The on-screen reporter’s voice sounded above the murmurs, “We’ll find this Johnny and get his story, or my name isn’t Amber Relevant … and now back to you, Perry.” Her televised bounce shrunk to a smaller screen behind the anchorman’s glimmering tooth, which now obnoxiously took up the forefront.
“Thank you, Amb…”
Mercifully … someone clicked off the television set.
Meanwhile, somewhere else in the station, another set was being likewise turned off. “Do you believe that? I’ll have that Crumbly harpooned,” Barrister said.
“Leave the man’s weight alone,” the chief replied.
“A man’s weight shouldn’t be that disproportionate to his brain,” Barrister said, “but I gather he could be a bloody string bean and not be any better. You know this’ll all go national, don’t you?”
“And what if it did?” the chief said.
“What if it did?” Barrister cupped the top of his head as if it was a canon about to explode.
“Yes, what if? Go solve your crime if you’re worried,” the chief said. “Afraid you’ll be the one scrutinized?”
“I ain’t afraid of the sort,” Barrister said. “I always get my man and I’ll get this scumbag and you know it … but this Johnny, you’ve gone too far, if this ain’t a prank and it’s your bloody religion, tell me how it’s done.”
“I can’t,” the chief answered, “and who says it’s mine?”
“What, you think me dopey now, chef?” Barrister chuckled sarcastically. “You’d like to believe I’ve forgotten your teachers and now your messiah?”
“No,” the chief said, “I was only wondering if others were saying so too. I’m a proud poppa in this. I don’t want you to forget. I don’t want you ever to forget it. As a matter of fact, I’d love everyone to know. Let it go national.” The chief leaned back in his chair. “What you’re afraid is that he might be all I believe him to be, and you not believing it, not believing it against everyone else who will come to believe it, and then where will you be … on the way out?”
“There ain’t no one good for no one. This world’s full of self-serving bastards. And he’s got an angle that’ll bring whatever it gets right back to him. And you? You want to be there to get your pickings. You clearly are psycho, chef,” Barrister said, scratching his scruff. “But if I’ve got one foot in my grave, that only makes me more grounded than you and harder to trip up.”
“I don’t want to trip you,” the chief said.
“Don’t you?” Barrister’s eyes became like goggles.
“You go home, detective, and have your second or third … or even fourth drink … and you tell me who’s trying to trip you up. That’s of course if you can remember … after you’re sober.”
“Fag off,” Barrister snapped, but then eyed the chief’s rolodex, “… I mean, fag off, sir.”
“Yes, go home, detective, it’s been a long day,” the chief said with a curt smile, but not willing to show any anger. “Johnny won’t be going anywhere with the frenzy now. It’s safer for him here. Even I wouldn’t want him thrown to the lions. What kind of martyring would that be? Yes, go home, detective …”
Barrister’s top teeth squeezed his bottom lip as he shook his head, vocally absent of a response.
“Yes, and I’ll fag off too,” the chief added, presuming to read the detective’s mind, which easily could have been read by anyone under the circumstances, how narrow it had become.
The mouthed formation found voice. “Fag off,” Barrister huffed, correctly expected and not anymore brilliant than his last exclamation, even with the help of an apparent pause for thought, but was slightly more under his breath … and then, turning up his collar, left the chief’s office.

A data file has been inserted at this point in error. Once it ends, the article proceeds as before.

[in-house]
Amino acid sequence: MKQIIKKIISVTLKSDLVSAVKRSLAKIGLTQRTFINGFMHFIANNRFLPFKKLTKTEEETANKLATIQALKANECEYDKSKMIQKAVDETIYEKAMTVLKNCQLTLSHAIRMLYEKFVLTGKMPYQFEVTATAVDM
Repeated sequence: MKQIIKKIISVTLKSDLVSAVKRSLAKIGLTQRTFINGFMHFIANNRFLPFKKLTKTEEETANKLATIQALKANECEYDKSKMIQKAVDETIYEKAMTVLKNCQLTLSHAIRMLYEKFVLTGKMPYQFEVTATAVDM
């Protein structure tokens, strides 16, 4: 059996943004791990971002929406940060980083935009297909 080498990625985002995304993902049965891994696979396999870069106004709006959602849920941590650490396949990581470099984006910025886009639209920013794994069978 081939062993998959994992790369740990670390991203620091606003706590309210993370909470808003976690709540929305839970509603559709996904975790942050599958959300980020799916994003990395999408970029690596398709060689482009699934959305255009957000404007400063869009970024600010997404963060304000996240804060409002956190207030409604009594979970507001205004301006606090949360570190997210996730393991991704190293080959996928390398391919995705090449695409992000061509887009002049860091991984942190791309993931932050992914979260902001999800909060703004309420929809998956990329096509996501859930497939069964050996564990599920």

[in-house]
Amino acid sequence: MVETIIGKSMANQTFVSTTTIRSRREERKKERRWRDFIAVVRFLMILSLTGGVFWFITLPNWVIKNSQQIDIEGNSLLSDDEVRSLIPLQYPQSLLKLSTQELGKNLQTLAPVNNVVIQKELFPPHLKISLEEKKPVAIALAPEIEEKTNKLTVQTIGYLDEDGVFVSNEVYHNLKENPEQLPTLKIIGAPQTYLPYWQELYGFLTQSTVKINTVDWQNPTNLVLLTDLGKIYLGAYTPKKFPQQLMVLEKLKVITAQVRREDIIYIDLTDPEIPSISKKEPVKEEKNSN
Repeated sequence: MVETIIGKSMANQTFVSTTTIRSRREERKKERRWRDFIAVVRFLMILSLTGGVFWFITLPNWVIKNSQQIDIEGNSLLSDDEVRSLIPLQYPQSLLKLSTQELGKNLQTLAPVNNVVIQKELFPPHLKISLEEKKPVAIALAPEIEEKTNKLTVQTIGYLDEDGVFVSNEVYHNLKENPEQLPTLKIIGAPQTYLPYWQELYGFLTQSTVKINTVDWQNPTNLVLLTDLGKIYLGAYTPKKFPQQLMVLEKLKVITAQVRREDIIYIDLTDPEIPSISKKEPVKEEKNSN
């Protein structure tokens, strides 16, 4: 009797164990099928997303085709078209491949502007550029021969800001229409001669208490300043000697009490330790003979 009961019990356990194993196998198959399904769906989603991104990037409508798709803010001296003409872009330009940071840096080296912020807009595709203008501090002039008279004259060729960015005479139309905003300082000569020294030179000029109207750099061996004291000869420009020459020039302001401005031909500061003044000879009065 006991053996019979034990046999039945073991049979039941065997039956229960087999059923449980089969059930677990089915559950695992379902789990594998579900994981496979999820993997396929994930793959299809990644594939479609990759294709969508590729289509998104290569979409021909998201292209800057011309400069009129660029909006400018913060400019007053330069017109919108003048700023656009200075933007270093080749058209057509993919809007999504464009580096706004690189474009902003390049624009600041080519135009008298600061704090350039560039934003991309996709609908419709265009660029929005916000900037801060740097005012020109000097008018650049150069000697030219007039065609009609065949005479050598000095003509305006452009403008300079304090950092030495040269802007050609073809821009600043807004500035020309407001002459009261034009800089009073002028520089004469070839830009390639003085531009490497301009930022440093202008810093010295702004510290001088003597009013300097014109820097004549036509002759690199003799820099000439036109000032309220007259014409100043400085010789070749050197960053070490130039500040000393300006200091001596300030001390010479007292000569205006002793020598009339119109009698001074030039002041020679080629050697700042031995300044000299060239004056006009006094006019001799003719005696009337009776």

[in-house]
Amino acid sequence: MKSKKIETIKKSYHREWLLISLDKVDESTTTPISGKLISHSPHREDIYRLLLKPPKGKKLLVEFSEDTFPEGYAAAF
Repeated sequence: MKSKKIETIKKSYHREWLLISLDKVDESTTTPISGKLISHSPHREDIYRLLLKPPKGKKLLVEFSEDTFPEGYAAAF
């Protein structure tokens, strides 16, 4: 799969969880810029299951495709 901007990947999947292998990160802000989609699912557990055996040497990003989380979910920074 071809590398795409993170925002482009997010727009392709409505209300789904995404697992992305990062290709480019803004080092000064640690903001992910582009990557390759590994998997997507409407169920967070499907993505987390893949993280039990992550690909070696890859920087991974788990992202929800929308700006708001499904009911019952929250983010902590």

The chief watched the detective in his oversized coat go down the hall and exit by the rear, headed to where his car was parked … and knew Barrister was going home.
“Chief? Excuse me, Chief Matthews.”
The chief turned into an Aryan reflection. “Yes, Officer Butcher, what is it?”
“Is Detective Barrister with you?” Butcher said. “I have some new information to tell him.”
“What information is that?” the chief asked.
“Concerning the case … that last ghost at Lexington Station,” Butcher said, “the one Johnny said is the killer?”
“Yes, what of it?” the chief asked.
“He … he was right,” Butcher said. “Johnny was right. We got him. We shot him down earlier in a gunfight. Didn’t realize he was related to the other crime until just now, but he had the woman’s wallet. Johann Whittler, right?”
The look in the chief’s eyes in response to this was deep … too deep to be recognized … too deep to be uncovered.
(To Be Continued)
A Note and an Apology for you who have been reading “Chalked”: As the story has developed I’ve been fighting what to do. At first I thought it would be a tale of a few chapters, but clearly I now see it has grown to something more substantial, and for me to try and minimize it would not do it justice. I’ve continued to work on the story, and have progressed greatly, so much so that I am considering it for a novel. If any of you have read and then gone back recently to reread the Chalked series, you might have noticed some additions to the writing. These have been in accordance to the larger unfolding story. I truly appreciate all of you who have shown an interest in my work, and hold in special regard those who have enjoyed the Chalked series in particular. This has been a new venture for me as a writer, starting a blog, and the Chalked series has been a wonderful exercise and learning tool for me on this journey. I might still post a couple of more excerpts from the story, but the end decision will be to leave it open-ended, its ending to come when the novel is done. I might pull all of the story’s posts together and put them into one reading in my book section, and then I guess like the others in that section it will remain as, and I hate to say this, a teaser for what’s yet to come. I hope you have enjoyed it and are intrigued to see what comes next. Again I beg your pardon and pray that you understand. It’s not what I had intended, but sometimes words and stories have a mind of their own and we can only follow them to where they will bring us. The path is alive, I assure you, even though it goes into hiding for a while. I’m honestly excited for Chalked, but I do not forget how I must be trying your patience. Please forgive my fault, and perhaps I can make amends with the finished product. Thank you again, and do continue to read my other posts as well as any remaining Chalked posts to come … and as always, I hope that you are quite entertained.